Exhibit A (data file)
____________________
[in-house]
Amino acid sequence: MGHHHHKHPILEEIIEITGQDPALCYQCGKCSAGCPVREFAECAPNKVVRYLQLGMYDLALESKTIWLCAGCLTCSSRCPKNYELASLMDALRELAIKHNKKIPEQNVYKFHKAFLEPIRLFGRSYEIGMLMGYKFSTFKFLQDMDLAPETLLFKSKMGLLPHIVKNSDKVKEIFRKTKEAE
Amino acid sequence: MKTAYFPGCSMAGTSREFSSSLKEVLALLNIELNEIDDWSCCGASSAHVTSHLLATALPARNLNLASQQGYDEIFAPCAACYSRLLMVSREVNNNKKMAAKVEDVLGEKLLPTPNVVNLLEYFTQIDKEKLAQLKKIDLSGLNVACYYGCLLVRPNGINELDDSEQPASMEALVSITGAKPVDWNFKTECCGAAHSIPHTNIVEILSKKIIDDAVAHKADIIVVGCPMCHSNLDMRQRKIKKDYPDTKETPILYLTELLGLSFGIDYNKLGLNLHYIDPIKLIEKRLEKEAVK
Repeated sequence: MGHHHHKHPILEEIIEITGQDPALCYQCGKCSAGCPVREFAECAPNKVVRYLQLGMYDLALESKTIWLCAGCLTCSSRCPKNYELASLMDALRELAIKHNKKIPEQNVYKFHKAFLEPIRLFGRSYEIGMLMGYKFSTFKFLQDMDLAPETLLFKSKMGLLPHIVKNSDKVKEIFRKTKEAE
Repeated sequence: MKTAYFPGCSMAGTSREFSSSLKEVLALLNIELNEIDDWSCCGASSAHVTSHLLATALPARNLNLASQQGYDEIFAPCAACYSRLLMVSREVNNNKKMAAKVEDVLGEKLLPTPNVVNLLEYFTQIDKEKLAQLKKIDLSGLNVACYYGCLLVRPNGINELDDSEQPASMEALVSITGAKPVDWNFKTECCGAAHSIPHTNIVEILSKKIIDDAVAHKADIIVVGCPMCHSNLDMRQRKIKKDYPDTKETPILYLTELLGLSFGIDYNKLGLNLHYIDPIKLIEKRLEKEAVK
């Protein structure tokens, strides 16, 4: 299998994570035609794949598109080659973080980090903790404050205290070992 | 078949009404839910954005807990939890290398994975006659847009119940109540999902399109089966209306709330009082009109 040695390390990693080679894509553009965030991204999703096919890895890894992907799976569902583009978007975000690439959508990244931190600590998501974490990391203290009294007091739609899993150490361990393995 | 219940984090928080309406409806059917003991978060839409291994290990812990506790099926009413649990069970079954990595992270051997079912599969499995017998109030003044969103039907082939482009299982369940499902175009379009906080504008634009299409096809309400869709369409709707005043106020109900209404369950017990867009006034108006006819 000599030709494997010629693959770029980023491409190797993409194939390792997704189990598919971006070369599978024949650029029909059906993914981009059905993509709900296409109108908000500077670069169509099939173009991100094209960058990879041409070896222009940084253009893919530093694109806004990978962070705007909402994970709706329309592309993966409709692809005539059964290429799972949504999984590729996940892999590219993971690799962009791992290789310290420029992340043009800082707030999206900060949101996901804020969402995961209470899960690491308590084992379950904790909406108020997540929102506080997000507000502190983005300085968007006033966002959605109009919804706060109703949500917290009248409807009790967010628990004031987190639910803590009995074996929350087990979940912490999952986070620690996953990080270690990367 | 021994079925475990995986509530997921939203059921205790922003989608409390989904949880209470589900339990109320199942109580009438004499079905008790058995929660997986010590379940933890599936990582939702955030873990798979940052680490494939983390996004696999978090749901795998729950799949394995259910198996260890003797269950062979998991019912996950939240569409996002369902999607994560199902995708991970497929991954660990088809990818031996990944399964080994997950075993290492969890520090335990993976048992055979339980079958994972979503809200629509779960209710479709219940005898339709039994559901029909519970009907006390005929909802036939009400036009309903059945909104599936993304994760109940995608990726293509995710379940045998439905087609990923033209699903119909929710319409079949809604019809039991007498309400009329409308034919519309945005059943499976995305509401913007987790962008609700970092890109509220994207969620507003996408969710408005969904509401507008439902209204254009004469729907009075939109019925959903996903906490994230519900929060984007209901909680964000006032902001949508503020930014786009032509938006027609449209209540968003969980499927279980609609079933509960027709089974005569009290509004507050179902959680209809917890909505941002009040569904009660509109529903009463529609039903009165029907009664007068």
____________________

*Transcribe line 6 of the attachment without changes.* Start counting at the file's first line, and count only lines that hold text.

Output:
């Protein structure tokens, strides 16, 4: 299998994570035609794949598109080659973080980090903790404050205290070992 | 078949009404839910954005807990939890290398994975006659847009119940109540999902399109089966209306709330009082009109 040695390390990693080679894509553009965030991204999703096919890895890894992907799976569902583009978007975000690439959508990244931190600590998501974490990391203290009294007091739609899993150490361990393995 | 219940984090928080309406409806059917003991978060839409291994290990812990506790099926009413649990069970079954990595992270051997079912599969499995017998109030003044969103039907082939482009299982369940499902175009379009906080504008634009299409096809309400869709369409709707005043106020109900209404369950017990867009006034108006006819 000599030709494997010629693959770029980023491409190797993409194939390792997704189990598919971006070369599978024949650029029909059906993914981009059905993509709900296409109108908000500077670069169509099939173009991100094209960058990879041409070896222009940084253009893919530093694109806004990978962070705007909402994970709706329309592309993966409709692809005539059964290429799972949504999984590729996940892999590219993971690799962009791992290789310290420029992340043009800082707030999206900060949101996901804020969402995961209470899960690491308590084992379950904790909406108020997540929102506080997000507000502190983005300085968007006033966002959605109009919804706060109703949500917290009248409807009790967010628990004031987190639910803590009995074996929350087990979940912490999952986070620690996953990080270690990367 | 021994079925475990995986509530997921939203059921205790922003989608409390989904949880209470589900339990109320199942109580009438004499079905008790058995929660997986010590379940933890599936990582939702955030873990798979940052680490494939983390996004696999978090749901795998729950799949394995259910198996260890003797269950062979998991019912996950939240569409996002369902999607994560199902995708991970497929991954660990088809990818031996990944399964080994997950075993290492969890520090335990993976048992055979339980079958994972979503809200629509779960209710479709219940005898339709039994559901029909519970009907006390005929909802036939009400036009309903059945909104599936993304994760109940995608990726293509995710379940045998439905087609990923033209699903119909929710319409079949809604019809039991007498309400009329409308034919519309945005059943499976995305509401913007987790962008609700970092890109509220994207969620507003996408969710408005969904509401507008439902209204254009004469729907009075939109019925959903996903906490994230519900929060984007209901909680964000006032902001949508503020930014786009032509938006027609449209209540968003969980499927279980609609079933509960027709089974005569009290509004507050179902959680209809917890909505941002009040569904009660509109529903009463529609039903009165029907009664007068």